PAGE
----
There are two stories going around in the past 24 hours about President Obama’s biographical article on Wikipedia. One, from FoxNews.com, is about the article downplaying Obama’s relationship with the controversial pastor Jeremiah Wright and eliminating all references to erstwhile domestic terrorist William Ayers. The second is from WorldNetDaily and concerns Wikipedia editors reverting attempts to mention the alleged controversy over whether Obama was in fact born somewhere outside the United States, thus making him ineligible for the presidency (misleadingly promoted at Druge as “WIKIPEDIA scrubs Obama page clean of critical entries…”).
While I haven’t done extensive research into the history of this page or its associated talk page, I think there are reasonable questions involved but as we will get to later, this is ultimately a non-story.
First of all, Fox was wise to have ignored WND’s primary concern: there is a big difference between campaign controversies that merited mainstream press attention and those which remained the confined to blogs and message boards. The editor who removed the “eligibility” information the first time cited WP:FRINGE and WP:UNDUE and if neither guideline is familiar, they are worth studying. However, due to the actual lawsuits that were not covered in conjunction with the campaign, the subject is deserving of its own Wikipedia article, and it has one: Barack Obama citizenship conspiracy theories.
Meanwhile, I can at least envision a case being made that Ayers warrants a mention on this page, although not much more of one than what Wright gets:
Obama resigned from Trinity during the Presidential campaign after controversial statements made by Rev. Jeremiah Wright became public.
This sentence resides in the “Family and personal life” section, and is the closing sentence in a paragraph on Obama’s religious views. This also points to the fact that Wright was, by all accounts, a much more important person in Obama’s life than was Ayers. It’s true, the article does not mention that inspiration for the title “The Audacity of Hope” comes from Wright, but the article on the book most certainly does.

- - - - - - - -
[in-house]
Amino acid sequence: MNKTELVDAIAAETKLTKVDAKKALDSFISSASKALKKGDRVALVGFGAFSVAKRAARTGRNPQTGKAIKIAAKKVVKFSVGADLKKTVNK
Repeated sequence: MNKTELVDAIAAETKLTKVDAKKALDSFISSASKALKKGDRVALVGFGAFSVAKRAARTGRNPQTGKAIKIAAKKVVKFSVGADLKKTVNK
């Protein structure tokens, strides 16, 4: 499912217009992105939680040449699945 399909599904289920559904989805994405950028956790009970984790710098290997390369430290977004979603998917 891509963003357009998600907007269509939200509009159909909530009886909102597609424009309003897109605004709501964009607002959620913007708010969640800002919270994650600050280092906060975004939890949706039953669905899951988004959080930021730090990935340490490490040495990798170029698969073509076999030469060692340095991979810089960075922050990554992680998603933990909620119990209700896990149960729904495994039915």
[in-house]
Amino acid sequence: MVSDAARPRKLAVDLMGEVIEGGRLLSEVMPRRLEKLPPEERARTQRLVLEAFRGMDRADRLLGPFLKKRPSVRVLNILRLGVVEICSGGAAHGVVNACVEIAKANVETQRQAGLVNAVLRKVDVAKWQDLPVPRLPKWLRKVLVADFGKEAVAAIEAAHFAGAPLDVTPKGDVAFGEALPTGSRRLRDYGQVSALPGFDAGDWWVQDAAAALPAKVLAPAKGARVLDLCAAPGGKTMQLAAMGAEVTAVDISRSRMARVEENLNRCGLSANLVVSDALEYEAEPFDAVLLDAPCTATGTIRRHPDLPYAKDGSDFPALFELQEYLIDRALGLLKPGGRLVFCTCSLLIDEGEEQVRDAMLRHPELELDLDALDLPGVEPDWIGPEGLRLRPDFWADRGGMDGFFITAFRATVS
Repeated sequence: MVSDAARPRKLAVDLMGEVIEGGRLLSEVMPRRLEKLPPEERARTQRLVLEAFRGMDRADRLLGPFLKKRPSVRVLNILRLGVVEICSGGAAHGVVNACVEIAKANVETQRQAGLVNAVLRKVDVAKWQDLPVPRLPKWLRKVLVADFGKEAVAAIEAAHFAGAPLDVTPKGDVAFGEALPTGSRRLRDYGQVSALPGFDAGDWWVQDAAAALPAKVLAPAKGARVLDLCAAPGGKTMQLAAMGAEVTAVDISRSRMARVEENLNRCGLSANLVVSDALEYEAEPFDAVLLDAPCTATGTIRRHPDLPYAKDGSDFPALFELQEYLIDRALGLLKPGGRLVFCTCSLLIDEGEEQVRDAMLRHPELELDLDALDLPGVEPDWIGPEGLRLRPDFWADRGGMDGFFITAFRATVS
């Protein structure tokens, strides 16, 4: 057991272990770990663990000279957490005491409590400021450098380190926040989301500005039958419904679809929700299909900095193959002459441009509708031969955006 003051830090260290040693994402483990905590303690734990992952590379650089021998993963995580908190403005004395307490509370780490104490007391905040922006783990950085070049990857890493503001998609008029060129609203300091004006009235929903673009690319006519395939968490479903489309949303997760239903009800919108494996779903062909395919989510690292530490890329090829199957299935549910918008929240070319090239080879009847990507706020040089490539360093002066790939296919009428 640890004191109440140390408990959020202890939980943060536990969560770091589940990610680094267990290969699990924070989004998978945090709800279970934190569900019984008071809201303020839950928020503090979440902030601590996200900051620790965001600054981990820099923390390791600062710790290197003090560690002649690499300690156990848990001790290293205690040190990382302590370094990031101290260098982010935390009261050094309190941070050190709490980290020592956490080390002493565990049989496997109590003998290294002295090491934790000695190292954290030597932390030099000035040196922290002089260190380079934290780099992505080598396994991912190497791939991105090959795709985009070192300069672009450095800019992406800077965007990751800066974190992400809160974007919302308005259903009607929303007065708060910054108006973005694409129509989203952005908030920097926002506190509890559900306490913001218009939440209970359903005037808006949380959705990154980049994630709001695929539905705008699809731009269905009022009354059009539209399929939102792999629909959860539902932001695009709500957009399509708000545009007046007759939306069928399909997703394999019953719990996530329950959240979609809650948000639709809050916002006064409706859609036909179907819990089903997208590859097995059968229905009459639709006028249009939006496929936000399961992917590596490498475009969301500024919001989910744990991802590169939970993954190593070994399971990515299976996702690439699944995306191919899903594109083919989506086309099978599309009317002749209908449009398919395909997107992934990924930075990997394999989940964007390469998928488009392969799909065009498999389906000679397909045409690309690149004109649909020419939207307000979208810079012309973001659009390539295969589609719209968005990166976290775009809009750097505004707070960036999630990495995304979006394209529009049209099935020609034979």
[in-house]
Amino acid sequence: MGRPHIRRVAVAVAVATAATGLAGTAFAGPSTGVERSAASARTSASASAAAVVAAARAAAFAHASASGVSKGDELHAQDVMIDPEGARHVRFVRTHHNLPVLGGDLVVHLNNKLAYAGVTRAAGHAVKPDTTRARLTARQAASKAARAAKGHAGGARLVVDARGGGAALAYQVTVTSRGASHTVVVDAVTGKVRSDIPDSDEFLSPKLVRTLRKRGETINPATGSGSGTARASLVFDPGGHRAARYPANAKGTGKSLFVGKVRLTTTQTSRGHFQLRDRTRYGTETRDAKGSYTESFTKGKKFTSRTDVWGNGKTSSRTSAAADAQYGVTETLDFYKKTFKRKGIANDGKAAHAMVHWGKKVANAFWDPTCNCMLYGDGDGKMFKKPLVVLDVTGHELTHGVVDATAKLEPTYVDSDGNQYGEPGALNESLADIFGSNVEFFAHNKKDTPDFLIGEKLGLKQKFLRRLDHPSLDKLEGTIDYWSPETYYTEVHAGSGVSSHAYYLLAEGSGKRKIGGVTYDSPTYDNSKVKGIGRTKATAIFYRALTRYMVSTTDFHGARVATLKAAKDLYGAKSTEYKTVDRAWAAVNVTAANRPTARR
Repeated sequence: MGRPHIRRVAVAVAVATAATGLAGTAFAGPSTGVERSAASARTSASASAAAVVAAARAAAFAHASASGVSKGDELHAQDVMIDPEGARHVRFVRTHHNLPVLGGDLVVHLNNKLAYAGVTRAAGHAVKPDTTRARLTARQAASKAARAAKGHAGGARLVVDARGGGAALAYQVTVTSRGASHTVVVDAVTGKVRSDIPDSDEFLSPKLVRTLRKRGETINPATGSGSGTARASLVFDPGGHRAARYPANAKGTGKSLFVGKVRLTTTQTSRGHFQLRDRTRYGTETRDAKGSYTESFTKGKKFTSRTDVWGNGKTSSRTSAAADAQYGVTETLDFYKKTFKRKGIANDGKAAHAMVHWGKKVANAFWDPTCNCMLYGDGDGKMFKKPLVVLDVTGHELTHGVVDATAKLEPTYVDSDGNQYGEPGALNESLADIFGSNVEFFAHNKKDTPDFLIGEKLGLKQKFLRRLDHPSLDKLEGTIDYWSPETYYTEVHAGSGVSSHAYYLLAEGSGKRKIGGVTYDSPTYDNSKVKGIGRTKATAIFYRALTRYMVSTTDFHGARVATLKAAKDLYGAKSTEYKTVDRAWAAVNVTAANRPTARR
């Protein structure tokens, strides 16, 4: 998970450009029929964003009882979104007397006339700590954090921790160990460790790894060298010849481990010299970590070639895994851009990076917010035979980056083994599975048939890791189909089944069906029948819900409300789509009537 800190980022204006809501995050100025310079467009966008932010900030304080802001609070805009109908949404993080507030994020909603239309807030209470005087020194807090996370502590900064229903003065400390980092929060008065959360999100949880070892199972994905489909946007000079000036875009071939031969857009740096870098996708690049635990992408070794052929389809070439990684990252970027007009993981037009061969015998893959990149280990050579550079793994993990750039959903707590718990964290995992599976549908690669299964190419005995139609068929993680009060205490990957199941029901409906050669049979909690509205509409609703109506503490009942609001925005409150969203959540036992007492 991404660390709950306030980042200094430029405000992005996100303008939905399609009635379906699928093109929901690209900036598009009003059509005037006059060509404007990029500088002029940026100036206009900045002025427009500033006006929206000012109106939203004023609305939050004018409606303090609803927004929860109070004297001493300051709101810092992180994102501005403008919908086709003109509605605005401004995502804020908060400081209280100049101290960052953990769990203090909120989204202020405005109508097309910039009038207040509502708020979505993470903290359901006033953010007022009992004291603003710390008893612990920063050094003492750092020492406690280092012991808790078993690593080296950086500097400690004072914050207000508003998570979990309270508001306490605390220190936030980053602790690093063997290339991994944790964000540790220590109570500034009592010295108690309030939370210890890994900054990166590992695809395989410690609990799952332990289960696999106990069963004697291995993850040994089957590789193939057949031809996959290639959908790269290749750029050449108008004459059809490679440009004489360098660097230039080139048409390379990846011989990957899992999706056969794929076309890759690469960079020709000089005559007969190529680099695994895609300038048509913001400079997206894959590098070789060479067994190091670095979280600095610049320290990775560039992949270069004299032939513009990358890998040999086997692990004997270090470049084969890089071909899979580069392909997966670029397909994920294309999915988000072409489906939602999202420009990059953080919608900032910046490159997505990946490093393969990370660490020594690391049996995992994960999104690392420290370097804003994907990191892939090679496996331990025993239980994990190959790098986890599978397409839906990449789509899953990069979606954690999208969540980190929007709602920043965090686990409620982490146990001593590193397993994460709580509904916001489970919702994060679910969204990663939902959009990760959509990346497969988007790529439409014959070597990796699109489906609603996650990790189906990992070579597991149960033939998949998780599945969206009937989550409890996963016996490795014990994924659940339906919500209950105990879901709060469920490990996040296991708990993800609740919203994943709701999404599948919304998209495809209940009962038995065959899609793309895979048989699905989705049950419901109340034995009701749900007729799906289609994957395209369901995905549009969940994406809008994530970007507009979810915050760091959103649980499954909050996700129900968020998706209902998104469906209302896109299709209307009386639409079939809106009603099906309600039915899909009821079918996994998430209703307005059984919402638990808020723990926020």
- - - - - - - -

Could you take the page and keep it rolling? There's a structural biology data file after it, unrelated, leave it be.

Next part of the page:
In fact, Fox News’ Joshua Rhett Miller concedes there is less than meets the eye here in this paragraph:
Obama’s controversial relationships with both men have two extensive independent Wikipedia pages: “Bill Ayers presidential election controversy” and “Jeremiah Wright controversy.” The associations, however, are largely downplayed or ignored altogether in Obama’s main Wikipedia entry.
True (see here and here, respectively). There is also a discussion of Wright in the article about Obama’s presidential primary campaign and mentions of Ayers in that article as well as the one about his general election campaign. This is whitewashing?
That said, the concern that supporters of President Obama may zealously guard the page is a real one. Wikipedia has a whole guideline pointing out that no single editor has ownership over any article, which is a pretty good indication that this does happen. Because Wikipedia runs on consensus, it is also possible that a group of like-minded editors are reinforcing each other’s desire to see negative material removed from the article. Likewise, relegating disputed material to another page in order to avoid debates is called POV forking, and is discouraged. However, I see no clear-cut evidence this either the case, and it would take several hours’ research for me to know enough to say.
Meanwhile, what is clear is that the editor whose reverted additions of aforementioned material did a clumsy job, is obviously motivated by political considerations and is hardly a conscientious Wikipedia contributor. As Wired points out:
Of more interest is the identity of the mysterious Jerusalem21, whose courageous disregard of Wikipedia’s ban on fringe material provided WND’s Aaron Klein with his smoking gun in the first place, spawning what will soon be a national wiki-scandal.
Curiously, it turns out that Jerusalem21, whoever he or she might be, has only worked on one other Wikipedia entry since the account was created, notes ConWebWatch. That’s Aaron Klein’s entry, which Jerusalem21 created in 2006, and has edited 37 times.
Who watches the watchmen, indeed.